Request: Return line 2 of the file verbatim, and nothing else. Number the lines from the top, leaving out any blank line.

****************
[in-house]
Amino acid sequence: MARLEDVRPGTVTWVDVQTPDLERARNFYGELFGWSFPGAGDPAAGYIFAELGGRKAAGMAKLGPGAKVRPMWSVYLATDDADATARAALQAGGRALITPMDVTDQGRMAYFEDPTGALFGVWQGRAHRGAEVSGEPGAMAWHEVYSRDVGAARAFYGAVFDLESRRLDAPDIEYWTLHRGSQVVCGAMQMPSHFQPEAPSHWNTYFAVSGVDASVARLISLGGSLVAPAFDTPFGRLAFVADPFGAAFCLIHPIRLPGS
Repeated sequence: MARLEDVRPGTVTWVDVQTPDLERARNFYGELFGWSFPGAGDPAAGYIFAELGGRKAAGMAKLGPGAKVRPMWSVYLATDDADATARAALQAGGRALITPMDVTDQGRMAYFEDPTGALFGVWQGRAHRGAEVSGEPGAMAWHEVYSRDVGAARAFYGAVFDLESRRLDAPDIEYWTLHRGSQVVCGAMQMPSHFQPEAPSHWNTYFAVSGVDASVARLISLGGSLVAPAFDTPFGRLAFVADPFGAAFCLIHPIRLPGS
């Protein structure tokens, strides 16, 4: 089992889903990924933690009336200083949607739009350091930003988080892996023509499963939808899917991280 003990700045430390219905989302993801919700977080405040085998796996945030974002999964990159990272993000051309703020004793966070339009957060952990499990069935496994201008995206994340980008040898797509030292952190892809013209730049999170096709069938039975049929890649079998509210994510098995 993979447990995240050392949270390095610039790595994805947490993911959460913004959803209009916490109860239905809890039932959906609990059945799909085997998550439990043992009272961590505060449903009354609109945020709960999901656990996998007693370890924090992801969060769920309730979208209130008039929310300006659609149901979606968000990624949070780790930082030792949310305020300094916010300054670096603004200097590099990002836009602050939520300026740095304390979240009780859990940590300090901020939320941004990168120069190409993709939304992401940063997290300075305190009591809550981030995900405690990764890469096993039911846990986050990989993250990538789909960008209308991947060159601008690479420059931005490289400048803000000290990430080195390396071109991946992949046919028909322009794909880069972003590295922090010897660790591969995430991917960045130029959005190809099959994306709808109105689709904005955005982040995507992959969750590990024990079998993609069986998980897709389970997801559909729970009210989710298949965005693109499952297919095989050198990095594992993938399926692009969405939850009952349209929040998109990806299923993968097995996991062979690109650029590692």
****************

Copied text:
Amino acid sequence: MARLEDVRPGTVTWVDVQTPDLERARNFYGELFGWSFPGAGDPAAGYIFAELGGRKAAGMAKLGPGAKVRPMWSVYLATDDADATARAALQAGGRALITPMDVTDQGRMAYFEDPTGALFGVWQGRAHRGAEVSGEPGAMAWHEVYSRDVGAARAFYGAVFDLESRRLDAPDIEYWTLHRGSQVVCGAMQMPSHFQPEAPSHWNTYFAVSGVDASVARLISLGGSLVAPAFDTPFGRLAFVADPFGAAFCLIHPIRLPGS